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Obama's tepid agenda for NSA reform

President Barack Obama says he wants to make Americans more "comfortable" with the massive domestic and foreign electronic surveillance efforts being undertaken by the National Security Agency. But missing from his answers to questions about it at a news conference on Friday or from his proposals for reform was any understanding of what it is that made Americans uncomfortable in the first place.

Mr. Obama seems to think it is the manner in which news of the NSA's programs came out, and not the content of them, that has Americans so upset. He blamed the media for sensationalizing the information leaked by former NSA contractor Edward Snowden, saying the release of documents in "dribs and drabs, sometimes coming out sideways" has given the people of the world a misperception of what it is that the agency does.

Nonetheless, he proposed a series of reforms that would be only modestly helpful. The most significant of them is to create some kind of privacy advocate to argue against the government in proceedings before the Foreign Intelligence Surveillance Court. Our judicial system is premised on the idea of adversarial proceedings, but the secret court that, for example, approved the NSA's efforts to collect data on every telephone call made in the United States hears only one side of the story and rarely denies requests from the executive branch. Oversight, such as it is, comes from Congressional intelligence committees, which also tend to be filled by backers of the government's surveillance efforts, no matter which party is in control.

It will be difficult for the public to know, however, just how effective this devil's advocate is in representing its interests. Since the court proceedings are secret, and the court's opinions are generally not made public, it will be impossible to know whether the advocate is really representing the public's interests. Other reforms the president promised — hiring a civil liberties officer at the NSA, creating a task force to review the government's surveillance operations and creating a website to explain the NSA's mission — were altogether unimpressive.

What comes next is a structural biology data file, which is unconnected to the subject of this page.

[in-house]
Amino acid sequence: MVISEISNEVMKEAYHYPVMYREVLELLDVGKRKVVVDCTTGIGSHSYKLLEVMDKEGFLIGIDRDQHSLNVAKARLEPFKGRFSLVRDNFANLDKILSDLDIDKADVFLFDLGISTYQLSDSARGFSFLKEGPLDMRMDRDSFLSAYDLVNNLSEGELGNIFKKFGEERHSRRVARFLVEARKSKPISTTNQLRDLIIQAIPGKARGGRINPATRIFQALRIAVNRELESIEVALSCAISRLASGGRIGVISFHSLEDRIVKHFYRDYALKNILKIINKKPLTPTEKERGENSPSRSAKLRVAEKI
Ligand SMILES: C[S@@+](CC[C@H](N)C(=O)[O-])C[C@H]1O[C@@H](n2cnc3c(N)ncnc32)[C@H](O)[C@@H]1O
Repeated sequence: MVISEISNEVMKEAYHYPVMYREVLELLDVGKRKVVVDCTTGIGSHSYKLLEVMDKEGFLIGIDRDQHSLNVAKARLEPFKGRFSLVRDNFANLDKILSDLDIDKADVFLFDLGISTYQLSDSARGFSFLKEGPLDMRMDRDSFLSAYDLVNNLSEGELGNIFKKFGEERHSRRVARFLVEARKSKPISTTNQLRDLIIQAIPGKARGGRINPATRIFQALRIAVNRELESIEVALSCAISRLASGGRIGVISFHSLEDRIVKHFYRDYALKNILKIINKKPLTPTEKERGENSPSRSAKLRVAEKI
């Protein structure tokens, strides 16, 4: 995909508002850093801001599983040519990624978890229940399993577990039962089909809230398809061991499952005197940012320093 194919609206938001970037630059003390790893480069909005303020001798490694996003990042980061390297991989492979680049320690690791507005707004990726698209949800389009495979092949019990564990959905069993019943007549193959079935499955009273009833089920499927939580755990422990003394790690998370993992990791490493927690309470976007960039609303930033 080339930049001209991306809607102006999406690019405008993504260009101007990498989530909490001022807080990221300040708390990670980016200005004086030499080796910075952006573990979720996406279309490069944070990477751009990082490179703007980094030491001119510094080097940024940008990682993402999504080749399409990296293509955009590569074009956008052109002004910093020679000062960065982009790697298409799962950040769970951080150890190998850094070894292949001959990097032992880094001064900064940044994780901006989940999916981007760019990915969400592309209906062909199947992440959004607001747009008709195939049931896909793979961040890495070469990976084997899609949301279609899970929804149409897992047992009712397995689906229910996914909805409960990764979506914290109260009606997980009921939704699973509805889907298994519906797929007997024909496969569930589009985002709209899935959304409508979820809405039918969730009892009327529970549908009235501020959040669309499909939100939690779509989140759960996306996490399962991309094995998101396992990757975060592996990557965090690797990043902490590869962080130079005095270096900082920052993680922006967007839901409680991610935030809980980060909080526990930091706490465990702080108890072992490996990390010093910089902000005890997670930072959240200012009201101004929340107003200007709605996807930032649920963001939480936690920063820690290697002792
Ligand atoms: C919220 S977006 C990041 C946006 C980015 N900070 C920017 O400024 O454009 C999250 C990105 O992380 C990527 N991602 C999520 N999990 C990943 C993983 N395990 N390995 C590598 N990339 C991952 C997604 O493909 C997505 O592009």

Just how seriously does the president take this? Not very, if you measure the metaphor he used to describe his grudging acknowledgment of the public's discomfort. He likened the situation to First Lady Michelle Obama asking him whether he had done the dishes (back when he used to do dishes, that is). "She's a little skeptical," he said. "Well, I'd like her to trust me, but maybe I need to bring her back and show her the dishes." What he fails to appreciate is that we are talking about something a little more serious than dirty dishes, and for that matter, we are less worried about the (no doubt) pristine dishes he will show us than about the status of the other complete set that he isn't telling us about and which were paid for with secret, off-budget funds.

Mr. Obama can say all he wants about the extensive safeguards in place to ensure the appropriate use of the data the NSA collects, and he can promise us that the programs are not being abused. But Mr. Snowden is living, breathing proof that the government's ability to control access to its secrets is not absolute. The only way to ensure that information about Americans' private conduct is not abused is for the government not to collect and store it in the first place. Until Mr. Obama comes to that realization, any reforms he proposes are going to fall short.

Copyright © 2015, The Baltimore Sun
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